Lake Oconee: Target major creek arms, such as Lick, Sugar and Richland creeks, and then the deeper water near Wallace Dam.

Lake Richard B Russell: Anglers should target large creek arms, such as Beaverdam Creek, the upper reaches of the Savannah River and the deeper water around the dam.

Bartlett’s Ferry Lake: Striped bass have been annually stocked in this lake since 1992 to support the Gulf-strain striped bass recovery in the Apalachicola River System. Anglers should target the dam during winter, and during periods of power generation at West Point Lake and the Crow Hop/Riverview Dam area. Favorite baits include spoons, bucktail jigs and popping corks with trailing jigs.

West Point Lake: Fishing with live shad is the most effective way of catching line sides on this lake. Jigs and spoons also work well. Concentrate efforts around the dam and deep channels during the cool months.

Lake Juliette: Many anglers concentrate efforts near the pump discharge located just above the dam. Successful methods include trolling creek channels during the cooler months, and drifting or fishing on the bottom with live or cut shad.

Chattahoochee and Flint rivers (Early, Dougherty and Worth counties): Anglers should try the Chattahoochee River just below Columbia Dam in Early County and on the Flint River below Lake Worth near Albany and Lake Blackshear where fish tend to be more active during hydroelectric operations from Warwick Dam.

Coosa River: Spawning-run stripers will pour into the river over the next few months on their annual migration from Lake Weiss. Live, cut or artificial baits can entice 5-30 pound stripers from the river’s murky waters. The Lock and Dam Park and downtown Rome areas of the river are typical hot spots.

Anglers must possess a current Georgia fishing license to fish in public waters. Where can you get a license? Buy it online or find a list of retail license vendors at or buy it by phone at 1-800-366-2661.

For more information about striper fishing in Georgia, visit .




SOCIAL CIRCLE, Ga. (March 16, 2015) – Trout fishing opportunities for all fishing skill levels abound in Georgia, according to the Georgia Department of Natural Resources’ Wildlife Resources Division.

“There are three species of trout available in Georgia, including rainbow, brown and brook,” said John Biagi, chief of fisheries management. “Anglers can try their luck for these species at a variety of streams through a few different angling options, such as delayed harvest streams, seasonal streams and year-round streams.”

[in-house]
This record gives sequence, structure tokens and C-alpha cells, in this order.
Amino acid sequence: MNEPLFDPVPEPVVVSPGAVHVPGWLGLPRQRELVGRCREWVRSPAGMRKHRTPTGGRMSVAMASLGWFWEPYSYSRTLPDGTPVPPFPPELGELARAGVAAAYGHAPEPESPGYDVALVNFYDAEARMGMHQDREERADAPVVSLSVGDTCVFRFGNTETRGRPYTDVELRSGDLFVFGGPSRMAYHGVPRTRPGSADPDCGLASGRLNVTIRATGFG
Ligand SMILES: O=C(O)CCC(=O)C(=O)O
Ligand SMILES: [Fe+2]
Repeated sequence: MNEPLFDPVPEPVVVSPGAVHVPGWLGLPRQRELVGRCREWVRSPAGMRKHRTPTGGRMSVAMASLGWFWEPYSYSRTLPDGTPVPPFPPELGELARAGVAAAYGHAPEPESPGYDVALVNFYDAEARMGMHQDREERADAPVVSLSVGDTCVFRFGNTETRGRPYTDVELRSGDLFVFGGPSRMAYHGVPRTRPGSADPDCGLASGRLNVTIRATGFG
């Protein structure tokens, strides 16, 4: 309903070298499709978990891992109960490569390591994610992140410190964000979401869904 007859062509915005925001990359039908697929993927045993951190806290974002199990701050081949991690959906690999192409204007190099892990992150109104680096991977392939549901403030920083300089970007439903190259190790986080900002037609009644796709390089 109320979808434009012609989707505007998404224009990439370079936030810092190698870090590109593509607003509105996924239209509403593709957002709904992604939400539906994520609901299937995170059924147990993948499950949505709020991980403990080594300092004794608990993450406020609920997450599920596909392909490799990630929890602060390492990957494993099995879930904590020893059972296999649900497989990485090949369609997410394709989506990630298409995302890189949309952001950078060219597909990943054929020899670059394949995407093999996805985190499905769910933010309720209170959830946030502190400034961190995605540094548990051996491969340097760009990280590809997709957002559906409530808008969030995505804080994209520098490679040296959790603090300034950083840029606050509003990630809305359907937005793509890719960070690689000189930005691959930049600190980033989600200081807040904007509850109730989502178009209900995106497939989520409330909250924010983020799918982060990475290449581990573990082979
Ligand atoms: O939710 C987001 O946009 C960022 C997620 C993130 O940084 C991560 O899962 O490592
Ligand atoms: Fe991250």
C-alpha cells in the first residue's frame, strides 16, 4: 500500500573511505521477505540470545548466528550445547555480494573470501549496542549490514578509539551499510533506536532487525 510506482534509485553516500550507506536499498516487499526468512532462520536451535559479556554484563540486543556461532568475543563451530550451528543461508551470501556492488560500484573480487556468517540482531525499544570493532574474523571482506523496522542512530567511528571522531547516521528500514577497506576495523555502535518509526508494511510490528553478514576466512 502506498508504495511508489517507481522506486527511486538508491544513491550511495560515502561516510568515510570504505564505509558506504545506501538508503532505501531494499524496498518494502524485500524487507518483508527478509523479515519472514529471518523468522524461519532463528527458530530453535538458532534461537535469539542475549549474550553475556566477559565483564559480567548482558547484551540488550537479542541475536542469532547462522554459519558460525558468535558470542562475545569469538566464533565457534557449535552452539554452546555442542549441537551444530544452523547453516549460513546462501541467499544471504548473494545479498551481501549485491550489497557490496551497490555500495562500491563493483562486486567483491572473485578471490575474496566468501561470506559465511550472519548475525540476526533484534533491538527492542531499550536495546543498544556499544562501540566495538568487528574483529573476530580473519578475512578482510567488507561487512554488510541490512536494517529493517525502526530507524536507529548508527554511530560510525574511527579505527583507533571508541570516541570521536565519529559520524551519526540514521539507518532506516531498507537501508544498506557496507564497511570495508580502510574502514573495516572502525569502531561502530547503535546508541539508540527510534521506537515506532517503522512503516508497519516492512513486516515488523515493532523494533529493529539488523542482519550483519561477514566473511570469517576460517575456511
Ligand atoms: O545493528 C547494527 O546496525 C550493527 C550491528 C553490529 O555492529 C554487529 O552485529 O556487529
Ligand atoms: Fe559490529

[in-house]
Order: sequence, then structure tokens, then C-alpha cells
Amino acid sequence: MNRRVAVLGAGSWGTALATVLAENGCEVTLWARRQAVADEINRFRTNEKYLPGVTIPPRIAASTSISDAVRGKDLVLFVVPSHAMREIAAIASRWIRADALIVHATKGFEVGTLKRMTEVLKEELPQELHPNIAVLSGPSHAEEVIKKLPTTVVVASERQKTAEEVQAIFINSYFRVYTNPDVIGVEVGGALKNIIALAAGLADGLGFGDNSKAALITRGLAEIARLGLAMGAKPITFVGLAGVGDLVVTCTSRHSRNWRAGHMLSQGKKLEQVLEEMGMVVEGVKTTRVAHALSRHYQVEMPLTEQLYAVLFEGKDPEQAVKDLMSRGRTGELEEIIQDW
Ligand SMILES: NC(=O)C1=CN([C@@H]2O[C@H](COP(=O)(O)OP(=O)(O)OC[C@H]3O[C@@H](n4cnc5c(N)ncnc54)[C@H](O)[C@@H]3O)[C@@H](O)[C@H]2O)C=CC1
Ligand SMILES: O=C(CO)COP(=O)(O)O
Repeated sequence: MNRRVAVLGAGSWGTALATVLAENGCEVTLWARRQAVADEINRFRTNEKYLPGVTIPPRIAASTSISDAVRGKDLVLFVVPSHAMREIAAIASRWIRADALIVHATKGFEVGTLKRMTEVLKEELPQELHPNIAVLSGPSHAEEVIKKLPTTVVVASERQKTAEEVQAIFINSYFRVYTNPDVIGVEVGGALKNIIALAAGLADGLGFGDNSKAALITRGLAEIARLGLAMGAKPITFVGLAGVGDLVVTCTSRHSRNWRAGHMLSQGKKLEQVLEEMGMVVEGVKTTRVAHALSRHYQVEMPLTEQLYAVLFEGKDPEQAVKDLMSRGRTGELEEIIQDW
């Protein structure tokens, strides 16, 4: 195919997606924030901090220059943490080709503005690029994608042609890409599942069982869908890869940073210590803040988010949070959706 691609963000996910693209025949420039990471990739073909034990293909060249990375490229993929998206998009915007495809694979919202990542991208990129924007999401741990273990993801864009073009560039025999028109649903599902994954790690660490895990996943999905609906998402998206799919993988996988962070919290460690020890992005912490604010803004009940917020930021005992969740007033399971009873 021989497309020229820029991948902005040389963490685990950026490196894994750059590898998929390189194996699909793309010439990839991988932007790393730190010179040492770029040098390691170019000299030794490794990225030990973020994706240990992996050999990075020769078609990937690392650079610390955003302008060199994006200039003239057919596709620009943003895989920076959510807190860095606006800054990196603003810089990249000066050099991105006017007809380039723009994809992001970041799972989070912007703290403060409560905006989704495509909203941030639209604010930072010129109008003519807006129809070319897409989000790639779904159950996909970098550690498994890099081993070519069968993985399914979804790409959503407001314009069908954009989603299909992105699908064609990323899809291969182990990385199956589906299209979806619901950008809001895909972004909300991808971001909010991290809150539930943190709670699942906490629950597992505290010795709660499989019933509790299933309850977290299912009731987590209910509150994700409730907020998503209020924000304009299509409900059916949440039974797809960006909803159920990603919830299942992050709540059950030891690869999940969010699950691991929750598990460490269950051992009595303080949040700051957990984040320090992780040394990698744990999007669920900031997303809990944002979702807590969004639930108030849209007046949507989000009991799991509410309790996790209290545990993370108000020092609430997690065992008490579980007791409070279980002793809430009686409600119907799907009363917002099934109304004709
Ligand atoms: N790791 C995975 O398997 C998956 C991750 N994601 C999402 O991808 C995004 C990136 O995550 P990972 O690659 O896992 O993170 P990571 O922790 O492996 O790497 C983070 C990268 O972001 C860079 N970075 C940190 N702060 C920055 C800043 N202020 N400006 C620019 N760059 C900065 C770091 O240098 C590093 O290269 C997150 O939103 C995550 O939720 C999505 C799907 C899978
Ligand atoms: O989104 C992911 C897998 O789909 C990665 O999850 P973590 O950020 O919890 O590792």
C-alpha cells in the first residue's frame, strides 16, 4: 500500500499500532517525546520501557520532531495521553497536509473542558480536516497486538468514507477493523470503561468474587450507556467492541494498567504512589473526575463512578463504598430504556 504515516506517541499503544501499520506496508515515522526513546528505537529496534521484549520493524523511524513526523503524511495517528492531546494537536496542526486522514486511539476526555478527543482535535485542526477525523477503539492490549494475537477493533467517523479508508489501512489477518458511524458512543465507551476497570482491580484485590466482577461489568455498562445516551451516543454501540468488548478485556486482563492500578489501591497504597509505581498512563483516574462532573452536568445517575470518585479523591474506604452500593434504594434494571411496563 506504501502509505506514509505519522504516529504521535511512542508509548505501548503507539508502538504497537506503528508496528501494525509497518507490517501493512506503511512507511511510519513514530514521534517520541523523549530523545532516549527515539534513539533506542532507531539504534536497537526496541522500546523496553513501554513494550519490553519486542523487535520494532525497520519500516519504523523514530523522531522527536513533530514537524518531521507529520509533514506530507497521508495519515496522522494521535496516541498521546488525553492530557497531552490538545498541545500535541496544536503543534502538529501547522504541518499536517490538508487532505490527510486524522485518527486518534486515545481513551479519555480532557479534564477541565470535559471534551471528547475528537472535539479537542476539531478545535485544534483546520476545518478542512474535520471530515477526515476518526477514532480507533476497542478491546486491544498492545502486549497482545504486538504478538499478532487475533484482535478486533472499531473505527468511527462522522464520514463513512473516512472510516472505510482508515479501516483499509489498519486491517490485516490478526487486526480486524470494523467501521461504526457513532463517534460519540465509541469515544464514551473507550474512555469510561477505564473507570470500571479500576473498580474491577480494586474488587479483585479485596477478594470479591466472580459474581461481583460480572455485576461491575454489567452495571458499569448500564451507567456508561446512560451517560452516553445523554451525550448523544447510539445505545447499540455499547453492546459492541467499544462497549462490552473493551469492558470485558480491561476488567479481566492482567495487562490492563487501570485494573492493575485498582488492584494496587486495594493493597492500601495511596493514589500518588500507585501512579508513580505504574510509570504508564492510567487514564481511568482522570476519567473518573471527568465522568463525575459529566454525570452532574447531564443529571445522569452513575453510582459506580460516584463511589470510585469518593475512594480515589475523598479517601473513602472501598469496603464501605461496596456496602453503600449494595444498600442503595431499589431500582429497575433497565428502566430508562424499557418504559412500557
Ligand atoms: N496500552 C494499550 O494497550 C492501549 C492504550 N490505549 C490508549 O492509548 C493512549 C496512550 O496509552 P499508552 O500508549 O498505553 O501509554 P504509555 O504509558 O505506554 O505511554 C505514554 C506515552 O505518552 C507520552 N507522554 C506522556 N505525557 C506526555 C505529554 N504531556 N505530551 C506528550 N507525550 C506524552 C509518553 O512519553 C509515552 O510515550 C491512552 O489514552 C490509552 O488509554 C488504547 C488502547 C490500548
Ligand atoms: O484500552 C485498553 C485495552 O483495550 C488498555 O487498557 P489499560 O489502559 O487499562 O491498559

Delayed Harvest Streams

The following five trout streams operate on delayed harvest regulations through May 14: the Toccoa River located on U.S. Forest Service land upstream of Lake Blue Ridge in Fannin County (from 0.4 miles above Shallowford Bridge to 450 feet above the Sandy Bottom Canoe Access); Amicalola Creek on the Dawson Forest Wildlife Management Area (from Steele Bridge Road downstream to Georgia Highway 53); Smith Creek at Unicoi State Park; the Chattahoochee River in Atlanta (Sope Creek, downstream of Johnson Ferry Road, downstream to the Hwy 41 bridge); and a portion of the Chattooga River (from Ga. Highway 28 upstream to the mouth of Reed Creek) on U.S. Forest Service land bordering South Carolina.

Seasonal Trout Streams Open March 28

Seasonal trout streams will open on March 28, 2015. Some popular seasonal streams include Cooper Creek in Union County, Chattahoochee River headwaters at Chattahoochee River WMA in White County, Dicks Creek in Lumpkin County and Johns Creek in Floyd County.

Year-Round Trout Opportunities

For year-round opportunities, some recommended locations include the Blue Ridge Tailwater (a stretch of the Toccoa River located downstream of Blue Ridge Lake in Fannin County); Noontootla Creek Watershed; Dukes Creek (located on Smithgall Woods-Dukes Creek Conservation Area-call for reservations 706-878-3087); and Chattahoochee River (downstream of Buford Dam near metro Atlanta).

Some additional notable year-round trout streams include Holly Creek in Murray County, Tallulah River in Rabun County and Rock Creek in Fannin County.

Anglers must possess a current Georgia fishing license and a trout license to fish in designated trout waters. Anglers must also possess a WMA license or Georgia Outdoor Recreation Pass (GORP) in order to fish on certain WMAs. Find a list of designated areas at . Where can you get a license? Buy it online or find a list of retail license vendors at or buy it by phone at 1-800-366-2661.

For more on trout fishing, download a free Georgia trout stream map and other trout fishing tips from the Wildlife Resources Division at or call 770-535-5498.

Contributed by Melissa Cummings
Communications and Outreach Specialist
Wildlife Resources Division

Author - Dedicated to serve the needs of the community. Provide a source of real news-Dependable Information-Central to the growth and success of our Communities. Strive to encourage, uplift, warn, entertain, & enlighten our readers/viewers- Honest-Reliable-Informative.

News - Videos - TV - Marketing - Website Design - Commercial Production - Consultation

Search - Citizen Journalists - A place to share “Your” work. Send us “Your” information or tips - 706.276.NEWs (6397) 706.889.9700

Back to Top